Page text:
Back to School Q&A with Director of Education & Impact Dr. Cassie Leymarie

Dr. Cassie Leymarie headshot photo

by Erikah Swift | August 30, 2021

Global Village Project is back to in-person classes after one year of digital learning. There are 31 students representing nine nationalities, 14 countries of birth, and 17 languages in addition to English. Dr. Cassie Leymarie, Director of Education & Impact, talks about the lessons learned over the past year and new changes for GVP’s students and staff. 

How is GVP bringing students back on site safely? 

Not only are we requiring vaccination, but we are planning for weekly COVID tests for staff and students. We took three days to enroll students and bring their families in to do a reintroduction to GVP.  We reviewed COVID protocols together, things like taking temperatures at the bus, masking up, staying three feet apart, and washing hands frequently. 

Also, just in case we have to pivot, we’re preparing asynchronous learning packets. The teaching staff is integrating technology into the curriculum more than ever and we have a dedicated digital literacy class so that students feel prepared if we need to do some online learning. 

Why is in-person learning important for English language learners?

Being in-person and having human interaction is very important with our model. The way we view language learning is that we are a community of practice. If our students are learning this new language, and we have been using the language for a long time, we are the ones who must socialize them and help them understand how to use language to reach their goals. In-person learning and interaction is key to making meaning and understanding how to use language in different contexts. It’s not just what you say, it’s how you say it — like gestures and facial expressions. Language immersion, and being in-person, is one of the best ways to learn the nuances of how to speak and interact in different settings.

What has the pandemic taught us about current inequities in the education system?

The pandemic has taught us a few different things. First, there is a huge gap in resources among students in our country. Some students have Wi-Fi and technology at home and stay at home parents that are able to assist them and prioritize their learning.  Other students have multiple siblings, their parents are from non-traditional households, or their parents are working and unable to help them. Each person’s individual family and culture has different dynamics. Neither situation is right or wrong, but to be equitable, each student must receive the same access to resources and feel that it is just as easy for them to be included in learning. Also, information literacy, access to services, and transportation, are the main things that we see as inequities. Finally, we have to acknowledge the intersections of our students’ identities and what it is like, from their families’ perspectives, as language learners, immigrants, and people of color (among other things) to navigate complex and historically inequitable systems.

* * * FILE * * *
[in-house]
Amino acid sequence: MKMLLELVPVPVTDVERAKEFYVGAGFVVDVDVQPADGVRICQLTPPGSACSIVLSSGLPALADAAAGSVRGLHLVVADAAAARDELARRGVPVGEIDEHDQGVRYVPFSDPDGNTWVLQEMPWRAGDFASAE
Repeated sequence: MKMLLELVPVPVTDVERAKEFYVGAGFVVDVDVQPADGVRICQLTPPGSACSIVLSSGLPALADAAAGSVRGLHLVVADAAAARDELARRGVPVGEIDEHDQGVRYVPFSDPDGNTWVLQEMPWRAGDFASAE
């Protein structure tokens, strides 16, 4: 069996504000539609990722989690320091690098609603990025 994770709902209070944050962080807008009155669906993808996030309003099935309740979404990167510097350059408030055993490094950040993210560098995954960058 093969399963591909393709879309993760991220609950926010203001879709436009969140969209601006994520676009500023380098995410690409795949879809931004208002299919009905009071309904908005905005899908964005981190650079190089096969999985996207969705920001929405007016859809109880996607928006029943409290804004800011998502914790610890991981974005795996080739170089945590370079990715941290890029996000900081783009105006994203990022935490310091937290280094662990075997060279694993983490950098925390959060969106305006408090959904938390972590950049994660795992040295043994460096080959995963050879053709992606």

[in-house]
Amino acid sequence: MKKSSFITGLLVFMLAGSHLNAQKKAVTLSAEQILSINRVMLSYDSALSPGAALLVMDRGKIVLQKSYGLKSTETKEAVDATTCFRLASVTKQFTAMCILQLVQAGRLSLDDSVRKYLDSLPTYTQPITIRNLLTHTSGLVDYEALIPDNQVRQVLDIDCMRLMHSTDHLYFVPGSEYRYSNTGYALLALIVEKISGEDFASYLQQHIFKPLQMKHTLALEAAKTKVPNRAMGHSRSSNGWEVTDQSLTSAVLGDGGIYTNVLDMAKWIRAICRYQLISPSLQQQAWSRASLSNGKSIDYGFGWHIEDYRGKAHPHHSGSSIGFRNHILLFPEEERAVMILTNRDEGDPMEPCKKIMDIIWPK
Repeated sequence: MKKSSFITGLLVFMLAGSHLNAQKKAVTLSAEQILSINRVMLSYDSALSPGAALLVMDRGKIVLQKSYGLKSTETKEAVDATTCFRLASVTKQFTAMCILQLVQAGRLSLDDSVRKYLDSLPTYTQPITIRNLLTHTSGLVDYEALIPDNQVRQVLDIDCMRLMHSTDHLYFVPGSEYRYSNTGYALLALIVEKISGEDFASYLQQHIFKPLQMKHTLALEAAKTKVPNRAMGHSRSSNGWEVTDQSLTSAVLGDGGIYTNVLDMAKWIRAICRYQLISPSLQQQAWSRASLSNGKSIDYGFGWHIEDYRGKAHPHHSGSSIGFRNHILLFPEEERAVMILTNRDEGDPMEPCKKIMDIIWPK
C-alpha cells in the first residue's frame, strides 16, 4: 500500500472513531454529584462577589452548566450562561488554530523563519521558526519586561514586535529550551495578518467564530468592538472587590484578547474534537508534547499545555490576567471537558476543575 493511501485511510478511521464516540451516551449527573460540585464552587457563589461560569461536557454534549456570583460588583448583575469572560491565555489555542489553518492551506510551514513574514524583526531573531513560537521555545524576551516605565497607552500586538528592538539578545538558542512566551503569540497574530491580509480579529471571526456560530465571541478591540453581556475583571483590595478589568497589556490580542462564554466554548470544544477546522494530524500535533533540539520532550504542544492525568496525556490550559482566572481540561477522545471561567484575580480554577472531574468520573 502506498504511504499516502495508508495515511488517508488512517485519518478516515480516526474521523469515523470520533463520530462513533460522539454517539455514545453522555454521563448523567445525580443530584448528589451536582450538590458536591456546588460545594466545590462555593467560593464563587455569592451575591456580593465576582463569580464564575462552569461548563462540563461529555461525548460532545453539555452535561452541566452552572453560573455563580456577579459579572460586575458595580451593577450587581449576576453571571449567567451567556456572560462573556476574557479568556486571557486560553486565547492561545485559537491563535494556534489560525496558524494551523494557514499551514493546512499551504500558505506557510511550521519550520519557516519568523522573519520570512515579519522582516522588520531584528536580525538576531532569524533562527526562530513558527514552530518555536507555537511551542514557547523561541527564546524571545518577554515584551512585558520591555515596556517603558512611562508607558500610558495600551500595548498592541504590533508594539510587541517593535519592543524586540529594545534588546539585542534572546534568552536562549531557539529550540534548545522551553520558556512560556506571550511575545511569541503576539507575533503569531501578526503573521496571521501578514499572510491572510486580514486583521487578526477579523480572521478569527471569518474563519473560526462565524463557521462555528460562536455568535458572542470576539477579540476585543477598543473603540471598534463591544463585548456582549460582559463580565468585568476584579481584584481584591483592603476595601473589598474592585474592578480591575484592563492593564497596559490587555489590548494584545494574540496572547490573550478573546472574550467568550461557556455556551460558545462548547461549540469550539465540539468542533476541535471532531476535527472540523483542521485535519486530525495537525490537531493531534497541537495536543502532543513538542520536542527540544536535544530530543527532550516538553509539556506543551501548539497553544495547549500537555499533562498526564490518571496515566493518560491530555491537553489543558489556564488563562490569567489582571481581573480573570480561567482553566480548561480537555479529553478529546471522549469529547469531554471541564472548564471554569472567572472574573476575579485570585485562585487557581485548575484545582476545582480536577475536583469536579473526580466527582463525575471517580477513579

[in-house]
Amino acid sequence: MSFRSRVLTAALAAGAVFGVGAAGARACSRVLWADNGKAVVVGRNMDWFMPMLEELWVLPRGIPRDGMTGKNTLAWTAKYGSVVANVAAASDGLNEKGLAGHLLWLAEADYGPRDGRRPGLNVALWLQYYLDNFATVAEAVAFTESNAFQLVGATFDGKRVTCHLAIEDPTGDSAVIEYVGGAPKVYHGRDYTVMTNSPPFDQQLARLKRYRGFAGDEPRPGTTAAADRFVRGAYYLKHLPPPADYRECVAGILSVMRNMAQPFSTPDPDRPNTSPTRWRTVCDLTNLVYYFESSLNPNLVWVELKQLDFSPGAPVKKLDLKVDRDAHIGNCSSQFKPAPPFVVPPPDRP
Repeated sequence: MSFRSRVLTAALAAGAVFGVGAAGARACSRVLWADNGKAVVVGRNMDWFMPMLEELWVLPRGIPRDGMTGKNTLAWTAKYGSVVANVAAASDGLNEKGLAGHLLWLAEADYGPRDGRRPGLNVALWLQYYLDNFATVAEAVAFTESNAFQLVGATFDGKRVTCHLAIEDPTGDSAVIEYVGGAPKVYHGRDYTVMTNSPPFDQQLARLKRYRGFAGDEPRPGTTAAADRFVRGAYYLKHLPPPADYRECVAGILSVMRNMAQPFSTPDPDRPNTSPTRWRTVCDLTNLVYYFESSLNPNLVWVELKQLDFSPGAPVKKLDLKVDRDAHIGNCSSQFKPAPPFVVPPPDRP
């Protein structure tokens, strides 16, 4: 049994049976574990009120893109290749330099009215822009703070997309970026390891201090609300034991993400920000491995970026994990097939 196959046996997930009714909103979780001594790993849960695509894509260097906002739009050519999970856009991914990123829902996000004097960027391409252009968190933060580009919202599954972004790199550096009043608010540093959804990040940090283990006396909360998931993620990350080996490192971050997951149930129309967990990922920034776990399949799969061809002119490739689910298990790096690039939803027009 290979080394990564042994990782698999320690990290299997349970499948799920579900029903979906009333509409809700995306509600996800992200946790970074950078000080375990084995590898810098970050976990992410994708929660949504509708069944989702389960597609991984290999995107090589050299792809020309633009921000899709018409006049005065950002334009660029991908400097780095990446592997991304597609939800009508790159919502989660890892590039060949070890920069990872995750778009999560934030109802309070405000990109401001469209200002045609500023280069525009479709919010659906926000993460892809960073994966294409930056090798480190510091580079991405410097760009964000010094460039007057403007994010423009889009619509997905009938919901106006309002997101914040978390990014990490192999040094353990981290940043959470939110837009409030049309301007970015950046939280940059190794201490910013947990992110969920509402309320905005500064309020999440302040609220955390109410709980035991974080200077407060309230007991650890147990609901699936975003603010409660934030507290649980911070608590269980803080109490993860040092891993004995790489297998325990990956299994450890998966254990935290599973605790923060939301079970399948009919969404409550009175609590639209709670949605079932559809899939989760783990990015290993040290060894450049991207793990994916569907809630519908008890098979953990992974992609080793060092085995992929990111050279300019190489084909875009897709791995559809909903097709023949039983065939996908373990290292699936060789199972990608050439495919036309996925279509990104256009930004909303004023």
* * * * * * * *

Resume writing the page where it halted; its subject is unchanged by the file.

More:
What lessons from a year of remote learning are we carrying forward to the new school year?

We learned a lot about the importance of integrating technology into our curriculum, and that’s kind of the silver lining of last year. While we always use technology, we had to use it even more.  Being able to give students iPads to take home actually gave them more access to things like at home libraries and home language learning. Also, we’ve always taken relationships very seriously at GVP – we hold them, and social and emotional learning, just as high as academic progress. But last year, it gave us a chance to really slow down, step back, and remember that building rapport with our students and engaging their families is the baseline. If students aren’t feeling psychologically safe and ready to learn, then learning won’t happen. It was a great reminder, especially in a program that is as intensive and accelerated as ours. It refreshed our idea of how to be more restorative and think about ourselves as the learning community.

What do you think students and teachers have missed about being onsite? 

You can only really feel close to someone so much when you’re conducting an online class. The teachers missed teaching in-person, and the students really missed seeing their school sisters. It’s not the same as sitting side by side and working on a project, so I think they’ve really missed that interaction. 

What are you most looking forward to this school year?

I am really looking forward to just having everyone together. I am looking forward to our new dedicated health and wellness period. Having this period will ensure there’s time for students to move their bodies during outdoor wellness breaks and get a brain break.  Lastly, I’m looking forward to getting better and better at smiling through my mask – I’m getting really good at that!